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Archive for May, 2010

Summer Reading Survey

It’s summer time!

Time to catch up with family, do a little traveling and visiting, and barbecuing, and get all that stuff done that just didn’t get done during the school year.

It’s also a great time to dig through that pile of books that have been stockpiling on the bedside table for a good read — maybe something to take with you to the beach.

Got any sustainability/green/environmental books that should be floating to the top of green devil’s pile? I’m putting together my summer list, and I’d love to hear your recommendations!

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Tar Balls

By Liz Bloomhardt
Published May 27, 2010

It is summer and time for visiting, so I was on the West Coast near Los Angeles this past weekend.

Standing above Laguna Beach, watching the beauty of the surf play against the palms, warm sun on my face, I looked down; three little tar balls, stuck to the bottom of my flip-flop, stinky, and full of sand and dead grass and little rocks. The far off storm that was kicking up the surf had also brought them ashore.

Appropriate, I thought, as there is an oil spill in the Gulf.

Apathetic to the fact that it was the 40th anniversary of Earth Day, the BP-leased Deepwater Horizon drilling platform sank into the Gulf of Mexico April 22, having killed 11 and leaving a broken wellhead gushing countless barrels of oil into the depths of the Gulf.

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Oil Spills

It’s been several weeks since the BP-leased oil rig exploded and sank in the Gulf of Mexico leaving a gushing oil well spewing countless gallons 5,000 feet below the surface. Much has been written in the weeks following the explosion as elected officials, scientists, and emergency crews converge on the scene, and everyone seems ready to offer their thoughts.

Well, here are a few of mine.

After my initial wave of guilt for consuming carbon during a drive to school last week (I was listening to a radio program on the now national disaster at the time!) I got to wondering if this wasn’t a new generation’s Exxon Valdez. Being in my mid-aughts at the time of that disaster, I remember little from the coverage and response at the time. When I asked my peers, they also say they were too young. I can only imagine then that today’s college age students were infants, if they were alive at all. It was the 80’s after all.

Happening at the worst time in the school year, with students in exams and preparing for graduation — on college campuses at least — it’s just another news story. There’s a run on sea food, turmoil in Greece, elections in the UK, unrest in the financial markets… oh well, at least the plan to capture the spewing oil made it on the Daily show last week. Maybe someone does care.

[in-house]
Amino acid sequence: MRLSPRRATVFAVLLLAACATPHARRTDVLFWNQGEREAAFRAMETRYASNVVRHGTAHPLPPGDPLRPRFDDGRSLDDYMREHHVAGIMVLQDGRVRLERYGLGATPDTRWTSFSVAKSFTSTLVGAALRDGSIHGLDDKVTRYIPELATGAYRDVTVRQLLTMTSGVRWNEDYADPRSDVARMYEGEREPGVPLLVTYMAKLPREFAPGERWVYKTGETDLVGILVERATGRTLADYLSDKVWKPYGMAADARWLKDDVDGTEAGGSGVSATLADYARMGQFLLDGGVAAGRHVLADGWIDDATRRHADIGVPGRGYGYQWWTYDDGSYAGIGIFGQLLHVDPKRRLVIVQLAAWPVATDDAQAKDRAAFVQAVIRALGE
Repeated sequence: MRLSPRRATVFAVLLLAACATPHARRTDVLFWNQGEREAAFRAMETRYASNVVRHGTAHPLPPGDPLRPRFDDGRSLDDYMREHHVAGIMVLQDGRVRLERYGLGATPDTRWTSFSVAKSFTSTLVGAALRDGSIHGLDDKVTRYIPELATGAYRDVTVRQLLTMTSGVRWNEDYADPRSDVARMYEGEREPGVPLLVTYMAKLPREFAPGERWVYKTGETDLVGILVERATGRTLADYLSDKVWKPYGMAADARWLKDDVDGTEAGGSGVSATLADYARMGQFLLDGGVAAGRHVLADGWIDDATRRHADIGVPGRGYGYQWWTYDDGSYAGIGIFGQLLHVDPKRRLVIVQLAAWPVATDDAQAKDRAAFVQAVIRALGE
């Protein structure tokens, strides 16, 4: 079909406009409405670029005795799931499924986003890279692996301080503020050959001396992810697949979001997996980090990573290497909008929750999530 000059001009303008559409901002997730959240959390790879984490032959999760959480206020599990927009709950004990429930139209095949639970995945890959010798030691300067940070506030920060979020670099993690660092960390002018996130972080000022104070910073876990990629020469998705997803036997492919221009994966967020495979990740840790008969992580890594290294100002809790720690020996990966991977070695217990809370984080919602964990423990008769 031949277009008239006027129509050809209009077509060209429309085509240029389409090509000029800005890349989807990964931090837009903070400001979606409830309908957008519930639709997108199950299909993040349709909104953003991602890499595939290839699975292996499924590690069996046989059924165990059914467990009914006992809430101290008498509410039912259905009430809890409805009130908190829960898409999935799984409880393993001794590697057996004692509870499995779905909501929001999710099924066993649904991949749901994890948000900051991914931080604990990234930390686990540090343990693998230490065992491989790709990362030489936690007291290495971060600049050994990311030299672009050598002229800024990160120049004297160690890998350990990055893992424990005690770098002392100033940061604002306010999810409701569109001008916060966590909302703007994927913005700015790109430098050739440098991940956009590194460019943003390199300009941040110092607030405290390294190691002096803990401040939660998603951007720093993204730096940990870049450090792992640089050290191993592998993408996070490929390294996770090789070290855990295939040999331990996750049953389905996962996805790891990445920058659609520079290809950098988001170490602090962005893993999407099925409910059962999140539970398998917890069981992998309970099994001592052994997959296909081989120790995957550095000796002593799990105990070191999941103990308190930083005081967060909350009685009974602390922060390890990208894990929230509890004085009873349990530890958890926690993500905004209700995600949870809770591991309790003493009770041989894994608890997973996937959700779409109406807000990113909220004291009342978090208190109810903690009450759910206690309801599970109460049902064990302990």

I’m not sure what I expected the response to be exactly, but at least at the beginning, it hasn’t been particularly emotional. Photographic evidence of the devastation has been limited, both by weather and the fact that the oil isn’t yet heavily impacting the shoreline and marine life. Without that emotional draw, its less quantifiable, less real, less dramatic.

It’s possible that as the story persists in the news media, the emotional response will grow as was the case with the Exxon Valdez disaster. For instance, the recent release of video from the sea floor of the gushing pipes are an eerie reminder of the toxic cloud gathering below the surface of the gulf. It may take much longer for the especially emotional footage of impact to birds and shorelines to appear though.

The recent introduction of a climate bill in the US Senate will allow the political fall out to develop as well. The Exxon Valdez disaster led to several legislation measures, including requirements that oil companies have disaster plans in place, and requirements for double-hulled ships. Only time will tell if this disaster will be capable of coalescing the necessary political power to push forward on another round of legislative and bureaucratic initiatives.

Over the coming months I plan to report back on the effects the disaster is having on the dialogue and behavior in the Duke community. I welcome comments on your experiences with the Exxon Valdez disaster, and any parallels or comparisons that may be drawn with the Deep Water Horizon disaster. Stay tuned.

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CDC, Week 3

Cars are expensive. So is commuting.

A recent study of the Boston metropolitan area indicates that while people moved to the suburbs to save money on housing, they in fact spent more than their urban counterparts on transportation and commuting, effectively neutralizing any savings they may have gained.

Granted Durham isn’t Boston, for starters its much more affordable to live here. While the Boston study area ranks with the most expensive places to live in the country, not so in Durham.

But the Bull City is designed for commuters. Much of the county is occupied by suburbs and more than 25,000 students faculty and staff hold permits to park on Duke’s campus.

Anecdotally, when I first moved here, my commute was no more than 5 miles. After living in Boston, where my job required me to drive all over the state, sometimes several hours every day, filling the gas tank every few weeks here seemed pretty fabulous. And on a student schedule, there was little traffic and low hassle (except that parking was across campus!).

But gas is just the start of the expenses that come with owning and operating a motor vehicle. When you include registration, taxes, insurance, inspections, maintenance, and possibly the occasional parking or speeding ticket, it can really start to add up. I can testify to that!

The real question is weather knowing the true cost would change behavior and choice.

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